Bone Quiz: Osteology From Outer Space

23 Sep

I saw this pop up earlier on my friend Charles Hay’s social feed and it immediately clicked as I saw osteology in space.  It’s actually the comet 67P/Churyumov-Gerasimenko (bit of a mouthful) rather than a skeletal element lost in space, but can the readers of this blog identify what I think I see below?  If you can, let me know what you think it is in the comment section below and, for bonus points, tell me how these generally differ from others found in the body.  You may have to squint a bit and remember that the distal parts of this element can vary somewhat in shape…

This comet is currently the focus of attention of the space probe Rosetta’s lander, Philae, as the European Space Agency hopes to soon land on and investigate this intriguing piece of rock.  The comet is currently (in the words of Col. Chris Hadfield, or at least his FB profile) spewing out water, methane, methanol, CO2 and ammonia, a mix that is the stuff of life (but probably quite smelly).  Keep up to date here as the ESA attempts to land Philae on the comet in early November.

spacethumb

A recent image sent back by the ESA Rosetta probe of the comet 67P/Churyumov-Gerasimenko. Image credit: ESA/Rosetta/NavCam/Emily Lakdawalla.

I’ll put the answer up in a few days or so, so please leave a comment if you think you know what this is!

Bone quizzes are part of a staple diet that anybody learning human osteology at university takes part in regularly.  They are often timed tests (normally a minute or so) where you can be asked to identify a fragment of bone, side it and name any anatomical landmarks that are highlighted on the element.  It is a great way to learn your skeletal anatomy, especially before heading into an archaeological excavation where bones can often be found in unexpected places and isolated from other elements.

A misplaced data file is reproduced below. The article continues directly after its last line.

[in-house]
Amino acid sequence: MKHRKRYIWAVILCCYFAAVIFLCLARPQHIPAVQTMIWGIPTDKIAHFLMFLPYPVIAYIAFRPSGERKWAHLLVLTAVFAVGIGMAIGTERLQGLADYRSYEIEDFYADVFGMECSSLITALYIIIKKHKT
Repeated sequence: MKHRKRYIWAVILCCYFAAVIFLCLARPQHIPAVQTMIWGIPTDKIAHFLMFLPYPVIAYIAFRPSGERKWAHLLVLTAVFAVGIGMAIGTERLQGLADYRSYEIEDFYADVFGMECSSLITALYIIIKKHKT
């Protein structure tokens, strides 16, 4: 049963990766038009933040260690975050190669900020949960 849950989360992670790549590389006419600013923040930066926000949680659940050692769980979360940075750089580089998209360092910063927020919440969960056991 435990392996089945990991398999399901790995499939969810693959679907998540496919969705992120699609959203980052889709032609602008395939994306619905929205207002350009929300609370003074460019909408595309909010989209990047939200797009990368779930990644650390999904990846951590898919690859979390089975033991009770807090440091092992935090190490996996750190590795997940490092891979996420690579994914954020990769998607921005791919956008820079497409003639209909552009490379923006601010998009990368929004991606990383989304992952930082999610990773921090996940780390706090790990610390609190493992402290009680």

Further Information

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Bone Quiz Answer

This quiz was probably picked bit too arcane an object for a bone quiz, but the answer can be found below.  Note in the comment’s section JB and Keneiloe’s answers for different views!

Image credit: source.

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7 Responses to “Bone Quiz: Osteology From Outer Space”

  1. JB September 23, 2014 at 6:08 pm #

    First guess: hamate.

    Second guess: malleus.

    Oh curses, just reread the post and those don’t really have set ‘distal ends’. Humeral trochlea and capitulum? If not I’m out of guesses!

    • These Bones Of Mine September 23, 2014 at 7:31 pm #

      You know, I think I made this trickier then I expected! I saved the pic as what I first thought it looked like then revised my opinion. Personally I was thinking this looked like the distal phalanges of rays 2, 3, 4 of the foot (check out White & Folkens pg 302), with them being more squat than the hand phalanges. However I realise that the distal phalanges can vary.

  2. Keneiloe September 25, 2014 at 8:20 am #

    at first glance it stood out as an os coxae mostly because the top bit looks like the illiac blade. second glance and the morning coffee kicking in i can “see” what looks like a hamate.

    • These Bones Of Mine September 25, 2014 at 10:22 pm #

      This is two votes for a hamate! I saw a distal phalanx of the foot (if you look at the human bone manual by white and folkens, and squash the proximal end a bit). But you and Jess both think hamate!

    • These Bones Of Mine September 25, 2014 at 10:26 pm #

      I can definitely see the top of the iliac blade though.

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